I did this with Marshall and Joel a few weeks ago.
There has been a static fire of a Superheavy for the first time.
[Update a couple minutes later]
A discussion of the differences between Raptor 1 and Raptor 2. Visually, I’m impressed by the apparent reduction in hardware and complexity of the power head.
Peter Beck explains the low flight rate of Electron.
There are many more small launchers than there is demand for them. And if my idea about equatorial LEO happens (and I think it’s inevitable), there will be no market for them at all.
I’m both fascinated and amused at the degree to which intelligent commenters are having difficulty wrapping their heads around the ELEO concept.
In the face of multiple failures, the company is changing its strategy.
I bought a bunch of November calls on ASTR at fourteen bucks each as lottery tickets after the most recent failure, when the stock price fell to a buck and a half, on the hope that the next launch this summer would be successful. Now they may expire worthless, and I’ll lose about three hundred bucks. But November is still three months away, and the stock could still rally on news.
Masten was an alumni factory, resulting in a lot of other innovative companies. They were arguably the progenitor to SpaceX’s success at reusability. I hope they’ll be able to restructure.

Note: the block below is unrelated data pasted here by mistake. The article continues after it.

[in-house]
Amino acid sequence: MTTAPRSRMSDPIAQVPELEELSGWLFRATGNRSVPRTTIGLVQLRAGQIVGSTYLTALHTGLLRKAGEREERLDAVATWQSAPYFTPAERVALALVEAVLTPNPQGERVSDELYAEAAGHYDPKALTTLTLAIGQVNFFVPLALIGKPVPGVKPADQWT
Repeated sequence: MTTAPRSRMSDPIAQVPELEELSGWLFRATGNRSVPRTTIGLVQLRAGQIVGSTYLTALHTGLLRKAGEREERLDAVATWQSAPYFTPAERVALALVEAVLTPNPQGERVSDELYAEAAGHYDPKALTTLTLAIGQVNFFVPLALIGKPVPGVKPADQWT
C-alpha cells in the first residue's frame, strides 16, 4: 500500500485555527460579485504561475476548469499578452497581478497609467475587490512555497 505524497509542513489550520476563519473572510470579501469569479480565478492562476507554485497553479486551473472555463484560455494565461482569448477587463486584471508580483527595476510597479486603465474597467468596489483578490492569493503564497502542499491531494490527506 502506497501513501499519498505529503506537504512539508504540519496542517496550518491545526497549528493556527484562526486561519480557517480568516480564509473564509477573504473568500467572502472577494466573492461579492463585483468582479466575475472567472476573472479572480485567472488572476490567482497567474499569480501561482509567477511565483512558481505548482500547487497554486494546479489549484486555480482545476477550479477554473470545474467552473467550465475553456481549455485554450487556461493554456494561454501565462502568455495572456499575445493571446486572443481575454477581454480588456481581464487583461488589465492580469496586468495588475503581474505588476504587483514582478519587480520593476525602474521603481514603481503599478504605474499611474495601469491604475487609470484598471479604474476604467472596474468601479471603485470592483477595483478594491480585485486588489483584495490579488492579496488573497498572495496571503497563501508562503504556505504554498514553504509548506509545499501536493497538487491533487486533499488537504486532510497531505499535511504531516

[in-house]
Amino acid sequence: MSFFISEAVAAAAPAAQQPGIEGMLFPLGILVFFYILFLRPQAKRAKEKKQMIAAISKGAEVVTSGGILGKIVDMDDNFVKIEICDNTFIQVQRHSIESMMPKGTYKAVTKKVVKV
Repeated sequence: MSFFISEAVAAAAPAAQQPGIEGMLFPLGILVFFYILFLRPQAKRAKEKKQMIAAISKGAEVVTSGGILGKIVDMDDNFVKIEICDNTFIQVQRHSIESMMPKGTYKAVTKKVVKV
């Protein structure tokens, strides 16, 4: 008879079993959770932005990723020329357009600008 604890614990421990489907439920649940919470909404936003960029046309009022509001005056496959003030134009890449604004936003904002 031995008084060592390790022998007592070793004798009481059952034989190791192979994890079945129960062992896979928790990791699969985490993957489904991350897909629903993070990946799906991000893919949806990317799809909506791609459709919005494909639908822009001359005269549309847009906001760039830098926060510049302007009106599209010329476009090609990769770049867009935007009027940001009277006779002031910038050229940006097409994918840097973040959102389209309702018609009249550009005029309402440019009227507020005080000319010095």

To the degree that one agrees with the Gaia hypothesis, space settlers would be helping it reproduce.
…for lunar resource utilization. I hadn’t heard of the Breaking Ground Trust, but we’ll see where this goes.
For its part, Webb suffered repeated delays and cost overruns even before the COVID-19 pandemic slowed work on a number of projects in both the public and private sectors. Initially meant to launch in 2010 at a cost of $3 billion, Webb eventually launched last December at a final cost of more than $10 billion. Similarly, the enormous Space Launch System rocket has cost more and taken far longer to lift off from Kennedy Space Center than originally planned – though NASA now expects to finally launch the rocket that will take astronauts back to the Moon at the end of August or beginning of September.
All the same, criticisms focused on excessive delays and busted budgets tend to fall by the wayside when we see the results of America’s space exploration programs. That’s certainly been the case with Webb, whose first images have received a rapturous reception by the media and public alike. But few people would say that this sense of wonder and inspiration is the reason America invests as much of its national resources as it does in space exploration, and even fewer would say it’s worth the financial costs involved.
One of these things is not like the others. I’m confident that history will record that SLS/Orion played a trivial, if not non-existent role in actual space exploration. And (as always) I would reiterate that out exploration of space will be much more effective when it is rightly viewed as not an end, but a means to a grander goal: the development and settlement of a new frontier, and the expansion of life and consciousness into the universe.